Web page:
Imagine a big infrastructure project coming to your main street.
Imagine how a streetcar will bring new visitors to your city’s commercial strip, spending money and spreading the word about how cool your neighborhood is. Imagine how that new bus shelter will lure people out of their cars and onto public transit, or how that parklet in what was once a barren median will brighten the day of passersby.
Now imagine the months of work it takes to get that project built. The road closures. The traffic. The scaffolding blocking your favorite coffee shop’s facade.
A new initiative from a St. Paul-based arts organization can help to make sure those months aren’t miserable — and are in fact pretty enjoyable.
When St. Paul and Minneapolis were planning a new light-rail line (the Green Line, which opened this summer), Springboard for the Arts, working with the city of St. Paul and the local LISC chapter, was planning too. “The idea is, the hope, the expectation that you have when building transit is greater connectivity,” says Laura Zabel, Springboard’s executive director. “The reality of living through the construction period is really challenging.”
Springboard’s “Irrigate” project connected artists living and working in the affected area with small businesses and gave them modest grants. The artists would come up with an idea — a mural, a performance, an installation — that would remind people that these local businesses were “worth braving the construction and confusion to visit.”
For example, St. Paul’s Black Dog Cafe was almost entirely hidden by construction. “It was difficult to see that there was even a cafe there,” Zabel says. The cafe partnered with Chris Lutter-Gardella, an artist who works with puppets; he designed an enormous, two-person dog puppet that prowled the neighborhood, reminding people that Black Dog was still open.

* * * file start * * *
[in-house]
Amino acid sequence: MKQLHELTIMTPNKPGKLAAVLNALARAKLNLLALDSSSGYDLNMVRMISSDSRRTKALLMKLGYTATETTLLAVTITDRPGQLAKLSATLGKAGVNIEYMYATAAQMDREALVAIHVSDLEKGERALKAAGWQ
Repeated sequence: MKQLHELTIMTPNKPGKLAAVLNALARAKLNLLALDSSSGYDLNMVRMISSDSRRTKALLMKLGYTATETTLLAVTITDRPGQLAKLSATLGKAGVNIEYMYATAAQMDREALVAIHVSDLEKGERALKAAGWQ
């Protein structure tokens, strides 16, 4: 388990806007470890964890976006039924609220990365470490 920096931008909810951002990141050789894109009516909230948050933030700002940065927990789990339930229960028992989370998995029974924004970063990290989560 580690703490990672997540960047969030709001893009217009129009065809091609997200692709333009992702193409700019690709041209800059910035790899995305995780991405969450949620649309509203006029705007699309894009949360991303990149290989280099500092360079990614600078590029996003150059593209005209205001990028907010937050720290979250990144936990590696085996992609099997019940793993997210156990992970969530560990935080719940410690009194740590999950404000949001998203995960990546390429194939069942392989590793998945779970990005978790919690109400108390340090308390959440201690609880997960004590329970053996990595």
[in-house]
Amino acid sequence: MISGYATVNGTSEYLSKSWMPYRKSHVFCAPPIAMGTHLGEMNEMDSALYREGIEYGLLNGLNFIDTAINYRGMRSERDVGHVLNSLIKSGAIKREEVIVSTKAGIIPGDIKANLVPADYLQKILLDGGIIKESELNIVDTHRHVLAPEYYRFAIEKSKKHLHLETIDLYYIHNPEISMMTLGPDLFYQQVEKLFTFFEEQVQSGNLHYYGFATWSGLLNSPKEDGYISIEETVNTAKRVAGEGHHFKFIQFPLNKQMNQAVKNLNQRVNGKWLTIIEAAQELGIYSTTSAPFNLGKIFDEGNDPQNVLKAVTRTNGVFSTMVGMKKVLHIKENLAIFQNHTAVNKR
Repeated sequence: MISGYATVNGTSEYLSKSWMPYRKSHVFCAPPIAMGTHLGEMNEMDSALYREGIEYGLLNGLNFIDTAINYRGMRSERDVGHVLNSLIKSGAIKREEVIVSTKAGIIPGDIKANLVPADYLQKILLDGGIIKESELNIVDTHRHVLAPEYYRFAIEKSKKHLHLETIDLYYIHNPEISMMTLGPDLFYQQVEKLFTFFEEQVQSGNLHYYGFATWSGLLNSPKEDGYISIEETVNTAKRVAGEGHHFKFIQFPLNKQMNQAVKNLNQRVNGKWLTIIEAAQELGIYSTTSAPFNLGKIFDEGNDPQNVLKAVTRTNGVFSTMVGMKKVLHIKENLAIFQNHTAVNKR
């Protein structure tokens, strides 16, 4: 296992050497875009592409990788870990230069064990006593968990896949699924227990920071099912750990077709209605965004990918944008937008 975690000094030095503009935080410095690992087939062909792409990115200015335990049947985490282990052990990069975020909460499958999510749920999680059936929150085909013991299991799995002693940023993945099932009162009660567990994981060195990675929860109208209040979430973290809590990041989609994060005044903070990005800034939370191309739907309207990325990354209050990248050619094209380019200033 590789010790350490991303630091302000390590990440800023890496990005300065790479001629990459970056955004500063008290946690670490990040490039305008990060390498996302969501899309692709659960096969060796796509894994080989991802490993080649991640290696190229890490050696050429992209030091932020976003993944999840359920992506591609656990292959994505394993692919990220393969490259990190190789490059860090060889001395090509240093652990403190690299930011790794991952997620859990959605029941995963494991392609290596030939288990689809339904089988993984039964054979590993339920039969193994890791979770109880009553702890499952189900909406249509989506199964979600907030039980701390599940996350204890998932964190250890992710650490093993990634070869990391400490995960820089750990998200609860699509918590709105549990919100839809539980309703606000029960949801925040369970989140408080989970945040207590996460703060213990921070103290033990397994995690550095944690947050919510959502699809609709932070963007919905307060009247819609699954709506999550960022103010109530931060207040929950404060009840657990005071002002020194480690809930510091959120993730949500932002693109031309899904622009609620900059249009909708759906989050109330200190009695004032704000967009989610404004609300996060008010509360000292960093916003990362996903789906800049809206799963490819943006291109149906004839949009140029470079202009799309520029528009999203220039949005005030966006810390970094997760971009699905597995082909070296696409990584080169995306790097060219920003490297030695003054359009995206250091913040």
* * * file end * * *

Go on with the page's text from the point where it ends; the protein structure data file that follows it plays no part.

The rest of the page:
Chris Lutter-Gardella’s puppet for Black Dog Cafe
Other projects beautified walls with murals or perked up bus stops with potted trees. A printmaker and designer gave away totes with literature explaining the benefits of the forthcoming light rail.
Other artists held workshops or staged performances. Mai Village, a Vietnamese restaurant, was facing foreclosure in 2012. Around the same time that the community rallied to save the restaurant, it debuted Jazz on the Line, a monthly live music night at Mai Village. “That really brought a whole new set of people to that restaurant. They’ve continued those relationships with those artists,” says Zabel. “It’s helped them find a whole new way of reaching people.”
Zabel admits that activating a community through art isn’t a new idea, but she says that what makes Irrigate different is a focus on mitigating the effects of disruption and how it built new relationships with artists and business owners.
“The goal was to create these projects, but the longer-term, more important goal was to make sure that neighborhood organizations know how to find and work with artists, and that artists know how to use their skills in service of their neighborhood.” Case in point: The puppeteer who designed the café’s giant dog was a customer. All it took was a training session and a small grant to connect them.
Springboard has released an Irrigate toolkit that other cities can use to replicate its success. Even before the toolkit was finalized, Springboard worked with a group in Cleveland during a streetscape disruption there, and Mesa, Arizona is using the toolkit to help small businesses cope during its light-rail construction.
Over the roughly three-year project, Irrigate supported 600 artists and 180 projects all along the Green Line corridor. These things “really, tangibly drew people, attention and dollars to businesses,” Zabel says. “There was a lot of concern about whether the train would be a thoroughfare to get from one city to another … because of Irrigate, because of a lot of other work that happened in the construction period, people are well aware that there are things to do along the line.”
The Irrigate project received support from Surdna and the Knight Foundation, both of which also provide funding support to Next City.
The Works is made possible with the support of the Surdna Foundation.
Rachel Kaufman is a journalist covering transportation, sustainability, science and tech. Her writing has appeared in Inc., National Geographic News, Scientific American and more.